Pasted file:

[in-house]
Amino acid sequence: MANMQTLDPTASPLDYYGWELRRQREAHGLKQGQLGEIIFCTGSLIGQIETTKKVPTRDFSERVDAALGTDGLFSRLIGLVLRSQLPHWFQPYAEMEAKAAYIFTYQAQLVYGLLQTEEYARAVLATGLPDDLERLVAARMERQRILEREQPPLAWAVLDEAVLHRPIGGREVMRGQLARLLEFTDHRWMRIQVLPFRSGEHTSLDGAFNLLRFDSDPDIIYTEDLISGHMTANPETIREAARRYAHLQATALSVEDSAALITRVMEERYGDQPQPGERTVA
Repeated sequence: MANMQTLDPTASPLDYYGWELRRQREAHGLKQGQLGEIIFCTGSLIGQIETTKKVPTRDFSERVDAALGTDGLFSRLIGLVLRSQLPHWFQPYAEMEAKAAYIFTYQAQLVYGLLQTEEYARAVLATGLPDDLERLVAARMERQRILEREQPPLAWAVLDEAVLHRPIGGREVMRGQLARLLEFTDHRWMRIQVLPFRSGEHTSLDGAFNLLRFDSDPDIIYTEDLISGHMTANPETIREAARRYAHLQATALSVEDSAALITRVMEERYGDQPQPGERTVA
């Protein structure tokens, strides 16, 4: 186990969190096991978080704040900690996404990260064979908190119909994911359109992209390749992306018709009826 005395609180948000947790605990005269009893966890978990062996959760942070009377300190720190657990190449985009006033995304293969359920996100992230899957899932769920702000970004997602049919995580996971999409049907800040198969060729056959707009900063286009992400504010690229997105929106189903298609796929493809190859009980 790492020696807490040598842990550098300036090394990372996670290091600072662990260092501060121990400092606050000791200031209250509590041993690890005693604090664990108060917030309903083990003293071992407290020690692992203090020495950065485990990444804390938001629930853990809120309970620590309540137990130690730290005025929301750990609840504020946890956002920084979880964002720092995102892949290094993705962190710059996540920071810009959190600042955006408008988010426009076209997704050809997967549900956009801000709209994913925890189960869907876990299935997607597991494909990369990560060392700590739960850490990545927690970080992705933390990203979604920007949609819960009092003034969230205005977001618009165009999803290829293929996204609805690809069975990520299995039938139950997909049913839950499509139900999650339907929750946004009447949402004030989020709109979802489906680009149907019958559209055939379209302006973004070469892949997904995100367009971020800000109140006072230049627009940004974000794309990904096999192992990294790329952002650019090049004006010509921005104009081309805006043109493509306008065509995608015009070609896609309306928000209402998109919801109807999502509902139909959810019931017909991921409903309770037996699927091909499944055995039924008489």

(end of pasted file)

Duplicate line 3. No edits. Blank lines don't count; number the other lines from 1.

Repeated sequence: MANMQTLDPTASPLDYYGWELRRQREAHGLKQGQLGEIIFCTGSLIGQIETTKKVPTRDFSERVDAALGTDGLFSRLIGLVLRSQLPHWFQPYAEMEAKAAYIFTYQAQLVYGLLQTEEYARAVLATGLPDDLERLVAARMERQRILEREQPPLAWAVLDEAVLHRPIGGREVMRGQLARLLEFTDHRWMRIQVLPFRSGEHTSLDGAFNLLRFDSDPDIIYTEDLISGHMTANPETIREAARRYAHLQATALSVEDSAALITRVMEERYGDQPQPGERTVA